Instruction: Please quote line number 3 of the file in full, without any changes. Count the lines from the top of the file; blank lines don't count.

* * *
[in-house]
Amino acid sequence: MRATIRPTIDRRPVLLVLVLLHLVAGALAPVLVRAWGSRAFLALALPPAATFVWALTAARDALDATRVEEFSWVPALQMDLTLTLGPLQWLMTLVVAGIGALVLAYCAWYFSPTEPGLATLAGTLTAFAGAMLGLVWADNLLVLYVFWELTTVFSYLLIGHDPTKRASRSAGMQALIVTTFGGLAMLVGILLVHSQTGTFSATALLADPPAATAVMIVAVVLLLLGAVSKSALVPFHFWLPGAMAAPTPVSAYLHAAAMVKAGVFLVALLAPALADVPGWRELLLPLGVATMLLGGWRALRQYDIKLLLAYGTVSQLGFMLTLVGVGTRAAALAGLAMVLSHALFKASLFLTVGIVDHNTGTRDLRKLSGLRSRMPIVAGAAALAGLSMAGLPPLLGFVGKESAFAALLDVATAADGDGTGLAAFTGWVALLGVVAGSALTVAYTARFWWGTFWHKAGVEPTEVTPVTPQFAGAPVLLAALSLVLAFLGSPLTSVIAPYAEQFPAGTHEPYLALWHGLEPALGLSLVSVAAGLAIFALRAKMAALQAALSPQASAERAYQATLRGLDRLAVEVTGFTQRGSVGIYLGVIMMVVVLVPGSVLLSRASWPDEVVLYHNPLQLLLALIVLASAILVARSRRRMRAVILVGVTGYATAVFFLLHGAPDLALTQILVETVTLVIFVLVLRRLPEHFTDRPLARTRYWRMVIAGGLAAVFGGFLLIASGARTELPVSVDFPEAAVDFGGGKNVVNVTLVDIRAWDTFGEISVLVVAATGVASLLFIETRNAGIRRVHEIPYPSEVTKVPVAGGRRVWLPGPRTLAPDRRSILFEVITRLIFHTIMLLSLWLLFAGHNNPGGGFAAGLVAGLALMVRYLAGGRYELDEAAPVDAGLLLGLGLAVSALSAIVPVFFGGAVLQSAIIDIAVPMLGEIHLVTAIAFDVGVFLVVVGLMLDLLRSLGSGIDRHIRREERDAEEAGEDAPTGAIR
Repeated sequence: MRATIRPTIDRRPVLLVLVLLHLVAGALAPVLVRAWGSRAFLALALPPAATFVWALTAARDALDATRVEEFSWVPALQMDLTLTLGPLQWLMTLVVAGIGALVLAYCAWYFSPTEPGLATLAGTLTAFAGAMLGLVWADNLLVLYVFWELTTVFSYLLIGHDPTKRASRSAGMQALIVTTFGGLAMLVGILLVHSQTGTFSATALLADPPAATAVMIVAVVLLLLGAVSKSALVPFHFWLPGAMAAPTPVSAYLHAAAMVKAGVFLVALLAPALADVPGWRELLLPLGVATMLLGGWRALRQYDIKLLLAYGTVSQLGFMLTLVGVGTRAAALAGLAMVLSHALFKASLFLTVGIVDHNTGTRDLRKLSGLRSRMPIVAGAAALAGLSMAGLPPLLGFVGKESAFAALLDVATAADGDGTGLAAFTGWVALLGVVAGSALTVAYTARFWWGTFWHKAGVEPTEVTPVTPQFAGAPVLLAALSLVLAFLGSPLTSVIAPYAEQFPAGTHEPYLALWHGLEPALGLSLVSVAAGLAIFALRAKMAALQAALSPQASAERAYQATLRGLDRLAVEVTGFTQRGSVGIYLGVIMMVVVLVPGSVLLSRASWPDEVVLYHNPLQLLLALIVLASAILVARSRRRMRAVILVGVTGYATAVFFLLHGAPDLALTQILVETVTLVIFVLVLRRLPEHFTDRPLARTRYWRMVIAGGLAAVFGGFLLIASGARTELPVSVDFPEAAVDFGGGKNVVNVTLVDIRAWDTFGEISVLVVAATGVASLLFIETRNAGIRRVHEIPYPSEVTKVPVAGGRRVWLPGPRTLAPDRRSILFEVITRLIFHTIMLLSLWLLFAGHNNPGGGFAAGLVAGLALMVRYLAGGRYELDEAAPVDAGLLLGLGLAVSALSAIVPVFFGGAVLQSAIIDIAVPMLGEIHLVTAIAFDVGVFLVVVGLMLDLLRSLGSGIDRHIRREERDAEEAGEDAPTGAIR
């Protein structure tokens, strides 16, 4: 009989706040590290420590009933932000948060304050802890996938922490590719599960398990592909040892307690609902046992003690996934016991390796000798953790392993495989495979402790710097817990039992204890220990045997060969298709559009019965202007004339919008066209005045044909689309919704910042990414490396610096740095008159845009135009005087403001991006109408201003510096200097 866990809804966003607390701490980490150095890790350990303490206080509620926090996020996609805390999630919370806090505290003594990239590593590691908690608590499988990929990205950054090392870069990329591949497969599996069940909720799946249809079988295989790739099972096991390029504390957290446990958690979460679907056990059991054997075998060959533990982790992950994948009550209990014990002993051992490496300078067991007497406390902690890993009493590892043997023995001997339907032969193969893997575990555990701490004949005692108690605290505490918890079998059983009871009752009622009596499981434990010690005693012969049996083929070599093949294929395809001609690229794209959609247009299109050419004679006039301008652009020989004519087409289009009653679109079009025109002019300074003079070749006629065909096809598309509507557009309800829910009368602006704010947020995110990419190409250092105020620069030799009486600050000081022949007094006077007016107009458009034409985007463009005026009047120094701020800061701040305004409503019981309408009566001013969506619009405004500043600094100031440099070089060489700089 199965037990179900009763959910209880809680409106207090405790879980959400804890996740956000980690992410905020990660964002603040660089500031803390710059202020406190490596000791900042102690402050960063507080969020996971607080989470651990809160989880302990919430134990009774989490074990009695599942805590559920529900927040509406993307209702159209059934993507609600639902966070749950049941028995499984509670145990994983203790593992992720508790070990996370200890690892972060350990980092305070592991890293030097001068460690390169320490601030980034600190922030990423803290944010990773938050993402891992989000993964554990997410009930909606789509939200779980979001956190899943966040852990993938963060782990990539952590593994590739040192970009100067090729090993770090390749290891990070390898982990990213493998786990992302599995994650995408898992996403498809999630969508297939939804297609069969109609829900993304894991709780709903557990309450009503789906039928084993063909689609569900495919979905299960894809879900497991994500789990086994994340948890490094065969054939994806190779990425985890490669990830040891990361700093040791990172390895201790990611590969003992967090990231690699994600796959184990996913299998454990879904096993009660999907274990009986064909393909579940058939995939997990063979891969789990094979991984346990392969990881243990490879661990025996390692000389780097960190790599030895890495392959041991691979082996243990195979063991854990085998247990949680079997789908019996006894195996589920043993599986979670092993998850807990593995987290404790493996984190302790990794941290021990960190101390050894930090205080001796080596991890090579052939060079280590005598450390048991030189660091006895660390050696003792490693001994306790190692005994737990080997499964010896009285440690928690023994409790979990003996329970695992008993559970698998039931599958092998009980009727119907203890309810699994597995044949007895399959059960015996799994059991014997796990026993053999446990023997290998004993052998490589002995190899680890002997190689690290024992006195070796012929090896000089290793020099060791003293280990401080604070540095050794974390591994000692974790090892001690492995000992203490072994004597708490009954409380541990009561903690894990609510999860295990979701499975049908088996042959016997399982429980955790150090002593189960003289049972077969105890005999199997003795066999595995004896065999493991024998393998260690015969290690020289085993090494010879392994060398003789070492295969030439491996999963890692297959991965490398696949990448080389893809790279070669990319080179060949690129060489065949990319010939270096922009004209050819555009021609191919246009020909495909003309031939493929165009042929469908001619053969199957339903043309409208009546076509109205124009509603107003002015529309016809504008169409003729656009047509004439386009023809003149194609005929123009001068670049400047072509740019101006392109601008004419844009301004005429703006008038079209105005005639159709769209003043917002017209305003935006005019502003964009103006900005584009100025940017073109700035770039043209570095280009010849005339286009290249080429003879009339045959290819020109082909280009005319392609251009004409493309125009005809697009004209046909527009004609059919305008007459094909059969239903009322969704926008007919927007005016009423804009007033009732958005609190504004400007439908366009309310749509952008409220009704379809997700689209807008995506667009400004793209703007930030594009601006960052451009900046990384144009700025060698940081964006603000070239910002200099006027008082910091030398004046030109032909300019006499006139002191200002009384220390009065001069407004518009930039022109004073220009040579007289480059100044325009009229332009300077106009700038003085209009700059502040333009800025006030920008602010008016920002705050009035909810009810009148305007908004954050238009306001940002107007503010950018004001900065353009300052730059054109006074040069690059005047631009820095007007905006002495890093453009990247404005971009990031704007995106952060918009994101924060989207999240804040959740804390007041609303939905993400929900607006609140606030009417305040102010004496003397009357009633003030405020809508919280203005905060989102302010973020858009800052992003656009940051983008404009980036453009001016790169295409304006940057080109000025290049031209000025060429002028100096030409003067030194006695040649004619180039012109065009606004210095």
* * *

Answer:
Repeated sequence: MRATIRPTIDRRPVLLVLVLLHLVAGALAPVLVRAWGSRAFLALALPPAATFVWALTAARDALDATRVEEFSWVPALQMDLTLTLGPLQWLMTLVVAGIGALVLAYCAWYFSPTEPGLATLAGTLTAFAGAMLGLVWADNLLVLYVFWELTTVFSYLLIGHDPTKRASRSAGMQALIVTTFGGLAMLVGILLVHSQTGTFSATALLADPPAATAVMIVAVVLLLLGAVSKSALVPFHFWLPGAMAAPTPVSAYLHAAAMVKAGVFLVALLAPALADVPGWRELLLPLGVATMLLGGWRALRQYDIKLLLAYGTVSQLGFMLTLVGVGTRAAALAGLAMVLSHALFKASLFLTVGIVDHNTGTRDLRKLSGLRSRMPIVAGAAALAGLSMAGLPPLLGFVGKESAFAALLDVATAADGDGTGLAAFTGWVALLGVVAGSALTVAYTARFWWGTFWHKAGVEPTEVTPVTPQFAGAPVLLAALSLVLAFLGSPLTSVIAPYAEQFPAGTHEPYLALWHGLEPALGLSLVSVAAGLAIFALRAKMAALQAALSPQASAERAYQATLRGLDRLAVEVTGFTQRGSVGIYLGVIMMVVVLVPGSVLLSRASWPDEVVLYHNPLQLLLALIVLASAILVARSRRRMRAVILVGVTGYATAVFFLLHGAPDLALTQILVETVTLVIFVLVLRRLPEHFTDRPLARTRYWRMVIAGGLAAVFGGFLLIASGARTELPVSVDFPEAAVDFGGGKNVVNVTLVDIRAWDTFGEISVLVVAATGVASLLFIETRNAGIRRVHEIPYPSEVTKVPVAGGRRVWLPGPRTLAPDRRSILFEVITRLIFHTIMLLSLWLLFAGHNNPGGGFAAGLVAGLALMVRYLAGGRYELDEAAPVDAGLLLGLGLAVSALSAIVPVFFGGAVLQSAIIDIAVPMLGEIHLVTAIAFDVGVFLVVVGLMLDLLRSLGSGIDRHIRREERDAEEAGEDAPTGAIR